Auditor's Corner

Artificial Intelligence Finds Medicare Fraud

AI tools include anomaly detection, predictive analysis, and social network analysis.

Medicare fraud is a serious issue and an expensive one. “Improper payments” amount to more than $52 billion per year.

Our government uses subcontractors to do its work. They have corrected around $500 million (half a billion dollars) in claims each year. About half of that is returned to the Medicare Trust Fund.

The U.S. healthcare system is incredibly vast, easily the largest and most complex in world history. Medicare spending is 3 percent of our GDP, and this figure should rise to more than 4 percent in a few years.

There are more than 6,000 U.S. hospitals, which include short-stay psychiatric units, rehabilitation units, swing-bed hospitals, children’s hospitals, long-term care, critical access facilities, and religious non-medical institutions. There are numerous other types of providers: more than 15,000 skilled nursing facilities, 10,000 home health agencies, more than 210,000 independent and clinical labs, more than 5,000 ambulatory surgical centers, more than 5,000 end-stage renal disease treatment facilities, 3,000 or so outpatient physical therapy and outpatient speech pathology providers, and around 600 portable X-Ray providers. There are others, too: rural health clinics, organ procurement organizations, transplant centers, hospices, and more. Medicare services more than a million beds for patients.

Around 60 million citizens are enrolled in Medicare, around 71 million are using Medicaid. Each year approximately 7 million people are hospitalized, 33 million use physician/DME (durable medical equipment) services, 26 million are outpatients, and 1-2 million receive hospice services.

Most of the budget is paid out to physicians, outpatient hospitals, clinics, and for prescription drugs. There are around 1.3 million providers, including primary care, surgery, anesthesiology, OBGYN, pathology, psychiatry, radiology, and so on. There are 85,000 DME providers.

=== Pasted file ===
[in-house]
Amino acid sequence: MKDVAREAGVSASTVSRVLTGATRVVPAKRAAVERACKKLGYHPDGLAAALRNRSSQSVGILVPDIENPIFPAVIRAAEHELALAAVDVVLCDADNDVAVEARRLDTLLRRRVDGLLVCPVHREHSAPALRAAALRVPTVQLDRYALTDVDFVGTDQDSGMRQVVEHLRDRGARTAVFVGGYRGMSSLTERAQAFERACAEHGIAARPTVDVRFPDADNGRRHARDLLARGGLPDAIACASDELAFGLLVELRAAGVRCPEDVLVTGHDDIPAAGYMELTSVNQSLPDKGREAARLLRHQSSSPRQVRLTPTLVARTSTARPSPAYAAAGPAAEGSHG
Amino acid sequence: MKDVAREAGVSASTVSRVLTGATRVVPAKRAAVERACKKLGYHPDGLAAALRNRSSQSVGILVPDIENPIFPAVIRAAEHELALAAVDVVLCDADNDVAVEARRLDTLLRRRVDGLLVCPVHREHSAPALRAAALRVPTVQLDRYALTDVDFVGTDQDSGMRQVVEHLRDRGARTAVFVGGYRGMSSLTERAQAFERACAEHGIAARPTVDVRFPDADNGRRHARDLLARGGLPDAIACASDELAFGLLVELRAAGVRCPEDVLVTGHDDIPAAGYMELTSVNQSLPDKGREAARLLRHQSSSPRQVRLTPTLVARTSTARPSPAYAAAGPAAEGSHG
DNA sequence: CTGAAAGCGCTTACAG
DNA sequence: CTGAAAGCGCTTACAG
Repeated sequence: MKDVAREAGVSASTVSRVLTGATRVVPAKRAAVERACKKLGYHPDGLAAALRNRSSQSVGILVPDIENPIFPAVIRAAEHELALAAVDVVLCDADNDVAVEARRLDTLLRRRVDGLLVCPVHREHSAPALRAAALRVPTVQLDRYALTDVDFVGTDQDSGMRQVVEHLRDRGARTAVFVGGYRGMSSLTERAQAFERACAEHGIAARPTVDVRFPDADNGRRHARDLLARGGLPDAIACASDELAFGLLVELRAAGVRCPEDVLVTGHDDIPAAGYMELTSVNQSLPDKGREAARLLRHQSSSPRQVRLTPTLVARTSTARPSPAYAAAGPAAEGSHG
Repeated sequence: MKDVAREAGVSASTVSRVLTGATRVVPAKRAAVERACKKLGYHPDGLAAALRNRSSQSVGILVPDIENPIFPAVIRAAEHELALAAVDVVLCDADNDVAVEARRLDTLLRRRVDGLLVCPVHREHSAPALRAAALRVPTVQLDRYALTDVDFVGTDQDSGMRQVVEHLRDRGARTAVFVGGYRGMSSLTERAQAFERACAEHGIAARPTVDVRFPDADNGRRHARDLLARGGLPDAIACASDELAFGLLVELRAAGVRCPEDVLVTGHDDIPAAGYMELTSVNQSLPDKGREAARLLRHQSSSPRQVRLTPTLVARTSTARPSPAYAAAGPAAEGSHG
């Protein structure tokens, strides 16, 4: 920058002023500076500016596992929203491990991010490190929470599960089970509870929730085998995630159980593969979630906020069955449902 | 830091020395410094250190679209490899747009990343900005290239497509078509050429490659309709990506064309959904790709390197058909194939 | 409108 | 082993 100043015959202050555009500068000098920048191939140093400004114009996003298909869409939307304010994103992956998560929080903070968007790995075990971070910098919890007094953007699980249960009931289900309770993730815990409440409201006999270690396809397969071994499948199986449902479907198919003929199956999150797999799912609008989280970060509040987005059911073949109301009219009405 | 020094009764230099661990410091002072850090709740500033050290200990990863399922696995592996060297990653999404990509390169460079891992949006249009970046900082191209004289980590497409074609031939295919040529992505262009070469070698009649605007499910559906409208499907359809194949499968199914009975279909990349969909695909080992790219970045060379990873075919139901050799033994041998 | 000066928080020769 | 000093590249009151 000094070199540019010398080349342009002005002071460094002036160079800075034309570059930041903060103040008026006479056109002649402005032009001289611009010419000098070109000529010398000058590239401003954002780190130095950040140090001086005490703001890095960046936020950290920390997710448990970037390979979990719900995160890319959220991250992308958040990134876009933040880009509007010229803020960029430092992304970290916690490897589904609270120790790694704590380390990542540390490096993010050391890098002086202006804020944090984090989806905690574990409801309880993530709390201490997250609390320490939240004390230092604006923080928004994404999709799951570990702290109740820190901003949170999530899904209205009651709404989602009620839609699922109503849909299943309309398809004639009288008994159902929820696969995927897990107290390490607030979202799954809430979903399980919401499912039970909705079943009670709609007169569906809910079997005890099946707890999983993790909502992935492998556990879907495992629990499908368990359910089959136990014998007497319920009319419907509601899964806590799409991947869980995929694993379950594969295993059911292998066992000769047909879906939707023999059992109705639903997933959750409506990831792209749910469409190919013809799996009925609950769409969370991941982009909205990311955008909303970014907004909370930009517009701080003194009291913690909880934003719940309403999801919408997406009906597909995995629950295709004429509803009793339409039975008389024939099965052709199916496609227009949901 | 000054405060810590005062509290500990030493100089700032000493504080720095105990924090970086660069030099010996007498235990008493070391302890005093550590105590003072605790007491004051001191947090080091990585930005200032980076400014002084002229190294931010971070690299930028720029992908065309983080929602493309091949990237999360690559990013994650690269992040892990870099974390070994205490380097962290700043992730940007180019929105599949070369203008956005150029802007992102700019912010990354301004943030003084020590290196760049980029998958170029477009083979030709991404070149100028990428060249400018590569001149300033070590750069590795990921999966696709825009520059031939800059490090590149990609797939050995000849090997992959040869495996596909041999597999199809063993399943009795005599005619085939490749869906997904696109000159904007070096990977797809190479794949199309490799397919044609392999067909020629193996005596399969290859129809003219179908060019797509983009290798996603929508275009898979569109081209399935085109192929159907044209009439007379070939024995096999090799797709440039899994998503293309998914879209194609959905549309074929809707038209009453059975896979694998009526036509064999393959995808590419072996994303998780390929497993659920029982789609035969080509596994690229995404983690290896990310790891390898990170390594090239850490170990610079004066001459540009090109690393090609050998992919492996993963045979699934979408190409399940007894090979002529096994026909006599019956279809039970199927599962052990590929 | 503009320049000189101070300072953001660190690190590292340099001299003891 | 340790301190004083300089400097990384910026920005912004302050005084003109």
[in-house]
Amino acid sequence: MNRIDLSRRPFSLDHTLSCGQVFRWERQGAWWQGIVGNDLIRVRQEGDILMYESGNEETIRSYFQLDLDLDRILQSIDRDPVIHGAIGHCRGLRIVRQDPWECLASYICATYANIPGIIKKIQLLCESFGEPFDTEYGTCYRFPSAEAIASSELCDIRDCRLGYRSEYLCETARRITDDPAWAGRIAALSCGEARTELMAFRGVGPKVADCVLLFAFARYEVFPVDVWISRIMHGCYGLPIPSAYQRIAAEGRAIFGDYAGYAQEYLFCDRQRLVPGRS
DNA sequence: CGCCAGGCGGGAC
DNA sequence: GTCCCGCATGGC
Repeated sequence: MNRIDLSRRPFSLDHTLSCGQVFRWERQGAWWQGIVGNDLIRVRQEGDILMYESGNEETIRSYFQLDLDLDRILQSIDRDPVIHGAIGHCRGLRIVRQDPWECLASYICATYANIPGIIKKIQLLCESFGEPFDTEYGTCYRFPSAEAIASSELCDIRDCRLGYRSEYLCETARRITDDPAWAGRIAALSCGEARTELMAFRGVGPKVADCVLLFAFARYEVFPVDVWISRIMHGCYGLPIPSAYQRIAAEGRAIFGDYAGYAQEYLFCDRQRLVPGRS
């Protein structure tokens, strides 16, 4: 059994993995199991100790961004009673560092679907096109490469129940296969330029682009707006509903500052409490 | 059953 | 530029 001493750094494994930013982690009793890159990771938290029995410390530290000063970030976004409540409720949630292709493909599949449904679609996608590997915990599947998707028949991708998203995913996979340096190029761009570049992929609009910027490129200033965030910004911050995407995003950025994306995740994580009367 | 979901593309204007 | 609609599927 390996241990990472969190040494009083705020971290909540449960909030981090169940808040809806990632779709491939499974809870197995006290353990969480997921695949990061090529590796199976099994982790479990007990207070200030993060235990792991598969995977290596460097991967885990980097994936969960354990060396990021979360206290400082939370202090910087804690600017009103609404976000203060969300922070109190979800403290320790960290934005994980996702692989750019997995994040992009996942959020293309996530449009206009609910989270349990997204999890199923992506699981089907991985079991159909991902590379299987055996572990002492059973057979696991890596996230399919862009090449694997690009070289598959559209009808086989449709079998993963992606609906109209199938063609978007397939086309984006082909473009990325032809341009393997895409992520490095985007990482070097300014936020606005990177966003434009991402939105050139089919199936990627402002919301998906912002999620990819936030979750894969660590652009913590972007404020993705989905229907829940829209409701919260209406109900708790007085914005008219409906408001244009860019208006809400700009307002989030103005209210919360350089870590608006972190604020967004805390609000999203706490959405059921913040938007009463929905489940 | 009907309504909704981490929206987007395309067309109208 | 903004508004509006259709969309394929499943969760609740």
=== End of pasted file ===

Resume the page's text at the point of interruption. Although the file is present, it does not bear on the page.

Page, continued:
The Centers for Medicare & Medicaid Services (CMS) has 16 or so third-party administrators that process around 5 million claims each day, so you can imagine all of the computer power being used. Claims are filed using the Healthcare Common Procedure Coding System (HCPCS). There are approximately 6,500 codes.

With so many providers, so many different institutions and parties involved, and so many codes, there is ample opportunity for fraud. Yet the sheer volume of the transactions is so large, and the complexity of the system so great, any manual-based solution to accomplish fraud detection quickly would spiral out of control. It would take a giant army to manually monitor this amount of electronic paperwork, and the cost quickly would outstrip any potential benefits.

Underneath these activities is a basic principle of economics. There are tradeoffs. The government must expend resources in tracking down fraud, yet it must strike a balance between the amount spent on investigations and the amount recovered. Each year, CMS reports to Congress how many dollars were recovered for each dollar spent in fraud detection. Like all investments, there are diminishing returns. Eventually, the additional money spent on investigating fraud results in proportionally less being detected.

Artificial Intelligence

Artificial intelligence (AI) is about efficiency. Any technology that would tend to either raise the amount recovered from fraud or decrease the cost of detecting fraud would increase efficiency.


We read about AI every day. It is one of those strange new technologies that seem to be growing everywhere, but no one can quite understand what it really is. AI is controversial. Many technology leaders have expressed concerns about the social dangers of AI. Part of the concern comes from the history of technology. The factory took away the livelihood of the artisanal shop; the machine took away the soul of the industrial worker; automation stripped away the function of factory-floor labor; the computer took away the jobs of untold numbers of clerical workers. In the same way, AI threatens to take away the livelihood of large segments of the professional class.